Funded Projects

The AASM Foundation funds high-impact projects that are aimed at improving sleep health for all. Over the past 20 years, the AASM Foundation has invested more than $13.5 million in funding career development, high-impact research, clinical training and community initiatives. These cross-cutting sleep research projects range from molecular mechanisms of sleep to population sleep health.

Congratulations to the recipients of our 2020 award cycle.

2020 Strategic Research Award Recipients

David Plante, MD, PhD
David Plante, MD, PhDUniversity of Wisconsin-Madison

The Role of Epigenetic Modification of Pax8 in Hypersomnia

Excessive sleep duration is a debilitating aspect of idiopathic hypersomnia (IH), the pathophysiology of which is unknown. This project will determine whether epigenetic modification of PAX8 differs between patients with IH and healthy persons and whether epigenetic modification of PAX8 is a state or trait marker for hypersomnia. The results of this innovative project will advance the diagnosis and treatment of patients with hypersomnia, with high relevance and impact to the field of sleep medicine.

Scott Sands, PhD
Scott Sands, PhDBrigham and Women’s Hospital and Harvard Medical School
Mechanism-based Precision Medicine for Oral Appliance Therapy: A Prospective Observational Study

Oral appliances are highly effective for many patients with sleep apnea, but efficacy is unpredictable and dependent on several endotypic traits (“loop gain”, “collapsibility”, “arousal threshold”, “palate prolapse”). Here we will test leading endotype models for predicting responses from home sleep studies with EEG, and will prospecticely-test a refined model. The study would, for the first time, demonstrate utility for mechanistic phenotyping in clinical practice and enable precision mechanism-driven decision making for oral appliance therapy.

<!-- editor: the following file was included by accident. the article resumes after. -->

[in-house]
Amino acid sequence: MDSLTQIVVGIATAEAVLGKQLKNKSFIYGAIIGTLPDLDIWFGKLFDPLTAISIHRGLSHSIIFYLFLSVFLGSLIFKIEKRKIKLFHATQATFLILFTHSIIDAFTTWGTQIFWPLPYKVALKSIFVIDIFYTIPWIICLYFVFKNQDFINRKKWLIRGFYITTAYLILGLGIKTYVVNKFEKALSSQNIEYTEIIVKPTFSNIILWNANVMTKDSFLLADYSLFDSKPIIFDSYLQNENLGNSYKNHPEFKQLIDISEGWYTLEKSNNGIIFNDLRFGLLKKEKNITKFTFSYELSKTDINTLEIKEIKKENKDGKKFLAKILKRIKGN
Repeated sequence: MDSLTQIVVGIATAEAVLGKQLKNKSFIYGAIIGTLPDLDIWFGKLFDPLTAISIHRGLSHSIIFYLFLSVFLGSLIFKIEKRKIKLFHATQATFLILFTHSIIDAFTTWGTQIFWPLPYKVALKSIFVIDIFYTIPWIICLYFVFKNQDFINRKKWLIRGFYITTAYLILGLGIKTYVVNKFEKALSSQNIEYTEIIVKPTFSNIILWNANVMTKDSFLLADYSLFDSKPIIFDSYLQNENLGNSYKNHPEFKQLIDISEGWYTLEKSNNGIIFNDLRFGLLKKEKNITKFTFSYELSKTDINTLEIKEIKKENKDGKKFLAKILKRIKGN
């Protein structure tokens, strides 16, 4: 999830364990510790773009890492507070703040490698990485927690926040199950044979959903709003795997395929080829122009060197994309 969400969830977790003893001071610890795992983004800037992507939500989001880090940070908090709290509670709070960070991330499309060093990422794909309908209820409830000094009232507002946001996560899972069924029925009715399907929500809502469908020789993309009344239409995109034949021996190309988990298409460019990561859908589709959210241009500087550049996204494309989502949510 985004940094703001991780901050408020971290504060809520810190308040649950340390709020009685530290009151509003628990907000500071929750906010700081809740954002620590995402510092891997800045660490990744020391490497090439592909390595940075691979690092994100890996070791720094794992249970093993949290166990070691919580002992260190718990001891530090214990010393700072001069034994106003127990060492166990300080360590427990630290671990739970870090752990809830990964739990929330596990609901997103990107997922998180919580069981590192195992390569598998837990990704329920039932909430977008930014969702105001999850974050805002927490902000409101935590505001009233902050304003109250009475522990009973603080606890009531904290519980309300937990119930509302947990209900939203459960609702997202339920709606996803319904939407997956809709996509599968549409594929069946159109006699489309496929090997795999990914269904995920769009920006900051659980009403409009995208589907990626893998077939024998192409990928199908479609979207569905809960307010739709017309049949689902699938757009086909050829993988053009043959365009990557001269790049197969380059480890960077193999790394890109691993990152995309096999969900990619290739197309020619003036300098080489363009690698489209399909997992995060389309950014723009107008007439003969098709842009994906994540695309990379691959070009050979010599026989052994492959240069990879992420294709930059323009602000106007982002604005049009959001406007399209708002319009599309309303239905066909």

Nadia Gosselin, PhD
Nadia Gosselin, PhDUniversité de Montréal
Investigating sleep microarchitecture to better understand idiopathic hypersomnia pathophysiology and phenotype heterogeneity

Idiopathic hypersomnia (IH) is a poorly defined nosological entity and shows phenotype heterogeneity. Sleep microarchitecture has the potential to explain part of IH pathophysiology and heterogeneity, as it can inform about homeostatic process efficiency, neural synchrony, and sleep consolidation. We propose to characterize IH sleep microarchitecture and identify clinically-relevant subtypes based on their microarchitecture. This project could improve our understanding of IH and reveal subtypes, which are necessary steps before developing more targeted interventions.

Qian Xiao, PhD, MPH
Qian Xiao, PhD, MPHThe University of Texas Health Science Center at Houston School of Public Health
Rest-Activity Rhythms and Cardiovascular Health in the Elderly: the Role of Metabolomic and Inflammatory Pathways

Rest-activity rhythms play an important role in cardiovascular health. Our study will comprehensively characterize the diurnal and rhythmic patterns of rest and activity, examine the prospective relationship between rest-activity rhythms and cardiovascular disease outcomes, and identify the underlying metabolic and inflammatory pathways that may drive the cardiovascular effects of rest-activity rhythms. Our study will deepen the understanding about the biological pathways linking circadian dysfunction with cardiovascular health.

2020 Community Sleep Health Award Recipient

Jack Peltz, PhD
Jack Peltz, PhDDaemen College
Addressing Sleep Health in Low-Income, Disadvantaged Youth Through Data-Informed Trainings for School-based Staff/Counselors

Poverty is a risk factor for poor sleep health. Rochester (NY) is one of the poorest U.S. cities, with approximately 25,000 children living in poverty. Our project seeks to provide innovative, online sleep-health training to school-based counselors from the Center for Youth. By assessing the counselors’ knowledge of sleep health and targeting workshops to support knowledge gaps, we hope to increase local children’s engagement in healthy sleep by teaching/supporting the counselors who serve them.